Category Strategy
Publication date
11 June 2021

How Drupal can result in reduced Total Cost of Ownership

Time to read 4 minutes read

Drupal 8 and 9 have completely changed the landscape of the web application lifecycle. In doing so, the total cost of ownership has been significantly reduced, freeing up funds, which allows brands to concentrate on getting the best out of their systems.

The total cost of ownership (TCO) measures the cost of acquisition, maintenance and operation of a product or service over a given timeframe.

In terms of digital products, this can relate to everything from initial design and research through build and then ongoing hosting, security and maintenance costs - not to mention any additional improvements made over its lifetime, including redesigns.

Many people over the years have failed to consider the TCO of their web project, only thinking about the initial investment, but often neglecting maintenance or ongoing costs. Often the perception is one of "buying a once-off widget in a box", rather than "building a bespoke system to last years and bring in ROI over its lifetime".

However, failing to consider the impact of, and opportunities provided by the phase of the project post-build - the period where you actually use the system - is a mistake.

The Dark Past

In the past, with Drupal 7 and earlier, you would build a website. This required a large stable of contributed modules, and usually required a significant amount of custom code. Configuration management was difficult, facilitated by workaround tools.

New features during the lifetime of the website would necessitate custom development that usually incurred further cost.

The lifecycle of the system was indeterminate: it would keep going until the next version of Drupal was ready, and could not be accurately planned for. 

When a new major version was released, there was no easy upgrade path. It necessitated a complete rebuild and rewrite, and a full migration of all the data. Often redesigns were seen synonymously with major version upgrades, rolled into one, at significant cost.

Drupal 8 Made Everything Better

From the beginning of Drupal 8, everything in the lifecycle just got better - including moving to Drupal 9 and beyond.

Design and research have not really changed, but once you begin to build, you start to see the changes. Drupal 8 and 9 are far more feature-complete, requiring far fewer contributed modules. With an elegant configuration management system built-in, it is straightforward to keep all settings in version control.

Beginning with Drupal 8, there is now a planned and continuous improvement release cycle for new versions of Drupal. This means that new features don’t have to wait for a full new major release: instead, they are incrementally included in new software releases every 6 months.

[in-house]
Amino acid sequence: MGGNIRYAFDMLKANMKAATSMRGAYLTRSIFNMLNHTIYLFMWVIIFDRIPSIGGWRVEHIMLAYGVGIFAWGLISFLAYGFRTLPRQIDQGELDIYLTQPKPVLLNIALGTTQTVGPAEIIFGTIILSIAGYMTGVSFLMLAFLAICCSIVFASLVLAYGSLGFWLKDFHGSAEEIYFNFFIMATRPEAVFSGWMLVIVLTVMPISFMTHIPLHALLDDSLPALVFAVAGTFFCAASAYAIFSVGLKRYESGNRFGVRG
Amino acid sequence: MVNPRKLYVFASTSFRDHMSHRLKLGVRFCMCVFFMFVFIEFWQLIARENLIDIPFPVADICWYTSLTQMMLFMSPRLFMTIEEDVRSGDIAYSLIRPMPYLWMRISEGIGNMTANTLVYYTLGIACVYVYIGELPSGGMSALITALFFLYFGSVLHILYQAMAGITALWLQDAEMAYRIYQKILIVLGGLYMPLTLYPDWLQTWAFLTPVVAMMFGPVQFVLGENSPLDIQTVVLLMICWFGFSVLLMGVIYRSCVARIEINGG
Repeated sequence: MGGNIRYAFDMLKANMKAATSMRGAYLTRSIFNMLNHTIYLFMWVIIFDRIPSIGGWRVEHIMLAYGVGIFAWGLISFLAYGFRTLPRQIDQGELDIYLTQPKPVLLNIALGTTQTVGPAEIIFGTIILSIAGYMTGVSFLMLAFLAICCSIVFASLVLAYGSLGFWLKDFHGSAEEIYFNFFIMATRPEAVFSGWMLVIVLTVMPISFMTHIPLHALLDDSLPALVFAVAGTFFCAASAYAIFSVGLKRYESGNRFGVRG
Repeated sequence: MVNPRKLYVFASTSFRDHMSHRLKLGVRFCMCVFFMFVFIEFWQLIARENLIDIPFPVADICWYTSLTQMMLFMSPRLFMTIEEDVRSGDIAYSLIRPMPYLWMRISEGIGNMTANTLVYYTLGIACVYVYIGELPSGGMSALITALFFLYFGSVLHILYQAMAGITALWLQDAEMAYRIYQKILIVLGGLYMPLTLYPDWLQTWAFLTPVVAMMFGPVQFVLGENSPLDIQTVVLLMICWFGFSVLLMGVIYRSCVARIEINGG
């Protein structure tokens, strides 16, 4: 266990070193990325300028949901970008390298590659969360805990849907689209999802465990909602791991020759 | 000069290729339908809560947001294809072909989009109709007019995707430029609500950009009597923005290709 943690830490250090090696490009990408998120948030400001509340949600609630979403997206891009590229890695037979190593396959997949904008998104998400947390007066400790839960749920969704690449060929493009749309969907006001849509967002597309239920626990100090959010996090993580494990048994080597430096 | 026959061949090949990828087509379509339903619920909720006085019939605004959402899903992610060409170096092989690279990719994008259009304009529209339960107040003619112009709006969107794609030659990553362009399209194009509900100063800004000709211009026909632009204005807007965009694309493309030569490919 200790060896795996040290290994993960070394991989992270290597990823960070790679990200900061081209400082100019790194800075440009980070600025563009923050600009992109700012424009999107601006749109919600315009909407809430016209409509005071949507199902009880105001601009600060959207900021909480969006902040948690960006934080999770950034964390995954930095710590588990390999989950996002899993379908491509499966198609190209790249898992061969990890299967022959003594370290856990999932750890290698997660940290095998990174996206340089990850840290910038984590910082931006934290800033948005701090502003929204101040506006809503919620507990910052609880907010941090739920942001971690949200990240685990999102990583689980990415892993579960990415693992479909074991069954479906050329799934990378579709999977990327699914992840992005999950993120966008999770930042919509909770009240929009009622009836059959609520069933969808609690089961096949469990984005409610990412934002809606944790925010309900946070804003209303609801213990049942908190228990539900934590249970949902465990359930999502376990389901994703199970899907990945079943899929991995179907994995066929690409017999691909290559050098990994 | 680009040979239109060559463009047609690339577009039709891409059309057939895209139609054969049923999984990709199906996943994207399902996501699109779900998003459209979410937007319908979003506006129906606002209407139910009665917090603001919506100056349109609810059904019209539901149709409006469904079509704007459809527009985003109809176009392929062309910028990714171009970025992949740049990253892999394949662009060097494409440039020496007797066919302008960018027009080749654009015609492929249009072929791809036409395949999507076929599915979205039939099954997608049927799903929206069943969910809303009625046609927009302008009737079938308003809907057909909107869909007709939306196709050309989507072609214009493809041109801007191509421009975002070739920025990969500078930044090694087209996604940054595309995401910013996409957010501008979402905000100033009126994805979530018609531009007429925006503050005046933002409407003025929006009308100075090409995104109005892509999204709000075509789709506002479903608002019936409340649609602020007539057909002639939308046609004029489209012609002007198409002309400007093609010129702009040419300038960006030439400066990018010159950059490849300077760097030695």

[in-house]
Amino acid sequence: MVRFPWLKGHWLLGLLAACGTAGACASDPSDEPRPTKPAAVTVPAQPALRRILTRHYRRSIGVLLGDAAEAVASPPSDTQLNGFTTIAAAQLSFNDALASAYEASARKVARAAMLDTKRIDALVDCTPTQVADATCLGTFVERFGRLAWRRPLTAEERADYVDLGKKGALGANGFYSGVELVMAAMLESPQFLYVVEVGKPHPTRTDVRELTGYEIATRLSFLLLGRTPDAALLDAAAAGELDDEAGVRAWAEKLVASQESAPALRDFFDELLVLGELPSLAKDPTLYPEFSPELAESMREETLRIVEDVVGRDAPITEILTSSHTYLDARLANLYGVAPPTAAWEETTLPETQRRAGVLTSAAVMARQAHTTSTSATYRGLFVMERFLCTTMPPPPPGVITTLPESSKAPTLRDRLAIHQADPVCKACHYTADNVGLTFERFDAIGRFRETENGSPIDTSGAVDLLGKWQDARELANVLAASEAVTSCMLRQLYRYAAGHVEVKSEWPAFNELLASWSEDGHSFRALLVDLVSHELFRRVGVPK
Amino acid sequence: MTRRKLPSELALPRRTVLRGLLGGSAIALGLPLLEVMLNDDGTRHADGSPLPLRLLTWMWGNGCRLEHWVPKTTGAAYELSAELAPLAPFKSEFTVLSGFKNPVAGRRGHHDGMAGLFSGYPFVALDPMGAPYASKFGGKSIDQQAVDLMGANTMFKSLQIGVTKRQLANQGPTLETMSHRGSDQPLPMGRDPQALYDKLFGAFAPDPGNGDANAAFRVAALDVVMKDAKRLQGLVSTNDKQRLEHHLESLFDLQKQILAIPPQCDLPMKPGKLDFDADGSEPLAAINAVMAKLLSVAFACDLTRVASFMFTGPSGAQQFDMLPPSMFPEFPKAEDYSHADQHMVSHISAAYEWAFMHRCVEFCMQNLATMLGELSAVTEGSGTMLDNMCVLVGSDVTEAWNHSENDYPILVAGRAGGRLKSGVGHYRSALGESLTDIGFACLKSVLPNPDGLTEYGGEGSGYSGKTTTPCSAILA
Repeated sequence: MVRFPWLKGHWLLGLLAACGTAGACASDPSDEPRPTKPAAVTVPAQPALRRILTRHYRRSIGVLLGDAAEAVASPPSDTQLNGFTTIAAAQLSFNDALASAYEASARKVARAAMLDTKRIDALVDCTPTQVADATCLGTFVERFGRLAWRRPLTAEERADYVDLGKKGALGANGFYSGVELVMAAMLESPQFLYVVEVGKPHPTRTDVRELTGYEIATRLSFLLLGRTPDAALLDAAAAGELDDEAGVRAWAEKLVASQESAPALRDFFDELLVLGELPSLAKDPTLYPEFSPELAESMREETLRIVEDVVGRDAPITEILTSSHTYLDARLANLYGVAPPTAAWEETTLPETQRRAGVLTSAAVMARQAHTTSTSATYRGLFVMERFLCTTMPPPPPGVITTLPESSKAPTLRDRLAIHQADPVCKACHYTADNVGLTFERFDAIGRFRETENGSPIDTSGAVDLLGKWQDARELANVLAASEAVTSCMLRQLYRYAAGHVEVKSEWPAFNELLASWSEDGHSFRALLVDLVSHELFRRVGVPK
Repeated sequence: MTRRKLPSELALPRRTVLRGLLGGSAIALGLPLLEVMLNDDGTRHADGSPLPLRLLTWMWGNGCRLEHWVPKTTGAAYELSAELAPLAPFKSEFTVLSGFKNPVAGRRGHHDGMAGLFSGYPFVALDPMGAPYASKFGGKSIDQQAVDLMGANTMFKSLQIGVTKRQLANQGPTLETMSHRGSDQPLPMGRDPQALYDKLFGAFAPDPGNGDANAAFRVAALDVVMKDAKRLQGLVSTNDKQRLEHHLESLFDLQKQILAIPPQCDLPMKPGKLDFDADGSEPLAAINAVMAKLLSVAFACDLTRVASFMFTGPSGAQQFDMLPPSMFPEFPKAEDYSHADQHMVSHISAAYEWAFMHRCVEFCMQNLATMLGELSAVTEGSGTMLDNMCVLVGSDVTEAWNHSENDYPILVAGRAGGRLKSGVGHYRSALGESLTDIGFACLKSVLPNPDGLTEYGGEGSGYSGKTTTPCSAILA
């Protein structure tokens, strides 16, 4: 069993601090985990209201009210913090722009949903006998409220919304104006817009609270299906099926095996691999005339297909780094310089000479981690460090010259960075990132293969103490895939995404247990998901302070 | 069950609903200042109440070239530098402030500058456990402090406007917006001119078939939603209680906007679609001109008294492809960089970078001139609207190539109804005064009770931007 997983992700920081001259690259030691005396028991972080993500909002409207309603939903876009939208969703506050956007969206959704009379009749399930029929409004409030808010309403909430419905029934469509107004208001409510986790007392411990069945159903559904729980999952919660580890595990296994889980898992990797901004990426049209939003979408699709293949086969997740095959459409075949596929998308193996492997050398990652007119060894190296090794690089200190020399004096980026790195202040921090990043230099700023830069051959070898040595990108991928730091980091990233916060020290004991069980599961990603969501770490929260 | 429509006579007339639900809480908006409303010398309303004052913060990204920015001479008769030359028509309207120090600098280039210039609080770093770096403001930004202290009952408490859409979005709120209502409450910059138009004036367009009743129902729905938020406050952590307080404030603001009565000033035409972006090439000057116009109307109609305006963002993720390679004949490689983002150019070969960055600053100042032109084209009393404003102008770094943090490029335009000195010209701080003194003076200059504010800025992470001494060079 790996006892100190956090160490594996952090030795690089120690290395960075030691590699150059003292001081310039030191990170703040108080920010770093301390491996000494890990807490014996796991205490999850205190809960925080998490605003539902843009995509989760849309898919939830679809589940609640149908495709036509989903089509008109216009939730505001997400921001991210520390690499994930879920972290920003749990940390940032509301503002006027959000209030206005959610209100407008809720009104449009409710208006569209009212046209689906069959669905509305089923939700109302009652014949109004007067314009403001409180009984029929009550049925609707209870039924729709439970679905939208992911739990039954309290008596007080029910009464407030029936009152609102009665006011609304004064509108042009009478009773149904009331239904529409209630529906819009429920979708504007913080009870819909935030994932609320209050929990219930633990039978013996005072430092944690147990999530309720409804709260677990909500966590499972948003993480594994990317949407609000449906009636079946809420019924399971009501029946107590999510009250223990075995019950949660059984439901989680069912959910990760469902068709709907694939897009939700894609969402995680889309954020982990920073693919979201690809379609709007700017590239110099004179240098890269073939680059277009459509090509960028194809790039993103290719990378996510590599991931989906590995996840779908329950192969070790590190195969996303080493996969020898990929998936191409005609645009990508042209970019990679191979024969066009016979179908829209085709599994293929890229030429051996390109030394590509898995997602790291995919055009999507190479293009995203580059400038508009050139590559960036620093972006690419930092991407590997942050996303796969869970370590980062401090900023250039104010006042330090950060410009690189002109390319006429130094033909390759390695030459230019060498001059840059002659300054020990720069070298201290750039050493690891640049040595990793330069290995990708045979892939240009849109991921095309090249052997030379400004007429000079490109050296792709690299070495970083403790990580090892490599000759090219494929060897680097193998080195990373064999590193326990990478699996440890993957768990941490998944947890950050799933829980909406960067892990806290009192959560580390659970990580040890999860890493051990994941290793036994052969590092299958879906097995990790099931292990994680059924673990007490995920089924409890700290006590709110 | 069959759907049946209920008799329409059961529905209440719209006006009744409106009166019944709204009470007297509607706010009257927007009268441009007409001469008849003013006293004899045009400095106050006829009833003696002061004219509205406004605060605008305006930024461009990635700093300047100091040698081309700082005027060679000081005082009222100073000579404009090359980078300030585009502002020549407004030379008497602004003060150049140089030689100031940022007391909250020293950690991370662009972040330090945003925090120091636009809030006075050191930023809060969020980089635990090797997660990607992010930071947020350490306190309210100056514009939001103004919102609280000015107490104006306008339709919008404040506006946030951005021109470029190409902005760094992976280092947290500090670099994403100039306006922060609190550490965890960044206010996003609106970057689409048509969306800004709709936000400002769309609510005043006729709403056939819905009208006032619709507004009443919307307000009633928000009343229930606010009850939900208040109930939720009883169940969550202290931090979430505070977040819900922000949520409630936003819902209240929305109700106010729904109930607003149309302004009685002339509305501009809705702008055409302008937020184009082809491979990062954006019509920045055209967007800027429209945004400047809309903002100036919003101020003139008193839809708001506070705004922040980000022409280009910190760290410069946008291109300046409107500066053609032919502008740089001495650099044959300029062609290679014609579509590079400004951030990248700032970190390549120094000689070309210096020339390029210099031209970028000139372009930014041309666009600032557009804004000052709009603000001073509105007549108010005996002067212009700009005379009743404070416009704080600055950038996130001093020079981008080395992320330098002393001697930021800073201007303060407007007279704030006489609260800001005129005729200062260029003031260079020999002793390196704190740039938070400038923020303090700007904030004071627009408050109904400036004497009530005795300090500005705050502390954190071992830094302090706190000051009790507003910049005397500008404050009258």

From a typical release page, they say “This minor release provides new improvements and functionality without breaking backward compatibility for public APIs”. Some examples of new functionality which have come online through this process include, media handling, content workflow, layout builder, to name but three.

As before, minor upgrades are straightforward, but the most significant change is that major upgrades no longer require a complete rebuild of your site. As only deprecated APIs are removed in each major upgrade, upgrades can now be completed in a fraction of the time. In fact, most are completed in a matter of days, and not months as before, and usually with only minimal effort on the part of the site owner.

A site redesign can also be performed at a time dictated by business needs, and does not need to be coordinated with a 3rd party release cycle. 

"With the scheduled release cycle, we can deliver these improvements more frequently and more predictably..... this enables us to innovate continuously; we can bring more value to our users in less time in a sustainable manner"

Dries Buytaert, Drupal Founder and Project Lead


Clearly these changes are a monumental win for organisations looking to maximise the impact of their digital presence.

Organisations that adopt Drupal 8, 9 or later benefit from a platform that is constantly evolving in time with the latest technological achievements.

This allows organisations to focus on their competitive advantages, continuously incorporate cutting-edge best practices, and keep up with ever-changing industry standards.

In conclusion, Drupal provides you with an ongoing reduction in cost, helping maximise the return on investment of your initial outlay and getting the best from your digital platform. 

Want to find out more?

Be sure to get in touch if you think Drupal could help your organisation.

Profile picture for user Anthony Lindsay

Anthony Lindsay Director of Managed Services

With decades of experience, Anthony leads the Annertech Managed Services Team, delivering top quality design, development, and, ultimately peace-of-mind services to all of Annertech's wonderful clients.